July 21, 2015
An attack on an Italian cyber-security firm is having far-reaching implications and Microsoft is now finding itself on the defensive trying to patch holes that are letting in the worst kind of malware.
On July 6, a company called Hacking Team, which provides spyware and other surveillance technology to government agencies and law enforcement around the world, ironically could not prevent a team of hackers from invading their own databases. The attackers stole massive amounts of sensitive information, including documents identifying weaknesses in software programs like Internet Explorer, and made all of this information public.
“You could say that they got hacked and now the bad guys know how to get the good guys,” said a Wapack Labs analyst who is currently monitoring the situation.
These weaknesses in software, called Day Zero Vulnerabilities, allow hackers (including Hacking Team) to use exploitative software to find their way into computers and access private information such as user names and passwords. From there, the hackers can let themselves into the victim’s personal cyberspace, accessing everything from contact lists to credentials for financial accounts to Facebook profiles.
While developing technology to allow their clients in the US, Egypt, Iran and other countries to spy on criminals, political opponents, and ordinary citizens, Hacking Team identified a “Zero Day” Vulnerability - a vulnerability not previously known, in Internet Explorer 11 that opened a door into computers running on Windows. When cyber-rogues turned the tables on Hacking Team and slipped into the company’s seemingly secure network, the Internet Explorer vulnerability that Microsoft was apparently unaware of was up for grabs to hackers around the globe.
“It’s one thing for a company to work with governments to help track bad actors through cyberspace,” said a Wapack Lab analyst, “it’s another for one to collect these exploits and become a one-stop shop for badness.”
The IE11 vulnerability has resulted in a particularly insidious type of invasion of Windows computers using remote code execution malware. Once inside a system, remote code execution allows hackers access to computers and gives them to make changes within the system, no matter where the owner is located in the world.
Remote code execution malware is difficult for users to detect because it circumvents normal security settings, anti-virus and anti-malware programs, and memory protection technologies.
On June 9, Microsoft was contacted by Vectra Threat Labs that the day zero vulnerability in Internet Explorer was being exploited by hackers using remote code execution malware to victimize Windows users. Five days later, Microsoft presented an update to patch the weak spot named MS15-065 CVE-2015-2419. But if users aren’t downloading the patch, they face continued threats from hackers taking over their computers.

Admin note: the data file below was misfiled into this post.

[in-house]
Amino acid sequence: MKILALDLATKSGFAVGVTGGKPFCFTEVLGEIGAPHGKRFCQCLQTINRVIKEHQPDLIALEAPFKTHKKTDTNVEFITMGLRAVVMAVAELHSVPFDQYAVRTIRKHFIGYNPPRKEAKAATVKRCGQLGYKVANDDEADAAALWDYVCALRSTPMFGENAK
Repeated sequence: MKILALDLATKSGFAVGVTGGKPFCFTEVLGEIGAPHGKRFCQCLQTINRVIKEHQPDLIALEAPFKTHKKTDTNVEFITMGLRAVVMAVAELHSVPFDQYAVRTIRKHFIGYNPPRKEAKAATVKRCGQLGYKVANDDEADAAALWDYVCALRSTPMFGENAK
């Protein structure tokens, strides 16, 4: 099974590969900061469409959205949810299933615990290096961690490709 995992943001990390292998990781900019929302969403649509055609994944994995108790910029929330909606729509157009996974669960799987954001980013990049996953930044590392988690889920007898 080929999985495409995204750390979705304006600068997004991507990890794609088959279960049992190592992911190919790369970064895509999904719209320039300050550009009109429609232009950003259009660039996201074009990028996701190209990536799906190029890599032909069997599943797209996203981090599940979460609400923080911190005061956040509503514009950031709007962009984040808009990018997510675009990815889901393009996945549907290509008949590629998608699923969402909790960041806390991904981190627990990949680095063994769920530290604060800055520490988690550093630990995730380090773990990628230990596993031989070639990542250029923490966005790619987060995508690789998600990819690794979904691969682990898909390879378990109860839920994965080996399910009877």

This recent attack on Microsoft using information stolen from Hacking Team is just the tip of the iceberg. More than 450GBs of data was stolen from the firm and hackers from every corner of the world are currently sifting through bounty, looking for vulnerabilities like the one used to attack Internet Explorer. Though Hacking Team purports to be fleshing out holes in software to benefit law enforcement and government agencies, from an economic standpoint the company could profit exponentially if it were to sell its information to both sides of a conflict.
As Wapack Labs analysts continue to monitor the global implications of Hacking Team’s security weaknesses as they unfold, they will be working to determine just whose side Hacking Team is really on. Is the firm selling information about software vulnerabilities to a government, and then offering a head’s up about those vulnerabilities to the parties the government intends to target?
If so, Hacking Team certainly would not be the first high tech company to engage in profiteering by selling technology to both sides of a conflict. In 2001, journalist and historian Edwin Black reported that IBM’s German-based subsidiary profited wildly by selling its punch card data collection and processing equipment – the precursor to the modern computer – to the Nazis in the years leading up to the war. IBM continued to provide technology to the Nazis even after the US joined the Allies to oust the Third Reich. At the same time, IBM was selling the same equipment to Allied governments. However, while the Allies were using the equipment to track the movement of troops, supplies and equipment, the Nazis were using it to record and improve the deadly efficiency of the concentration camp system.
Technology has come a long way since the punch card, but turning a profit by selling technological weapons to oppressive governments, and their foes, may have been brought into the modern era by companies like Hacking Team.
Regardless of their intent, which Wapack Labs analysts will continue to try to determine, Hacking Team has aided and abetted the enemies of their clients by failing to protect their own data.
About Wapack Labs
Wapack Labs, located in the technology mills of Manchester, NH is a Cyber Threat Analysis and Intelligence organization supporting the Red Sky Alliance, the FS-ISAC, and individual organizations by offering expert level targeted intelligence analysis answering some of the hardest questions in Cyber. Wapack Labs’ engineers, researchers, and analysts design and deliver transformational cyber-security analysis tools that fuse open source and proprietary information, using deep analysis techniques and visualization. Information derived from these tools and techniques serve as the foundation of Wapack Labs’ information reporting to the cyber-security teams of its customers and industry partners located around the world.
For questions or comments regarding this report, please contact the lab directly by at 603-606-1246, or firstname.lastname@example.org.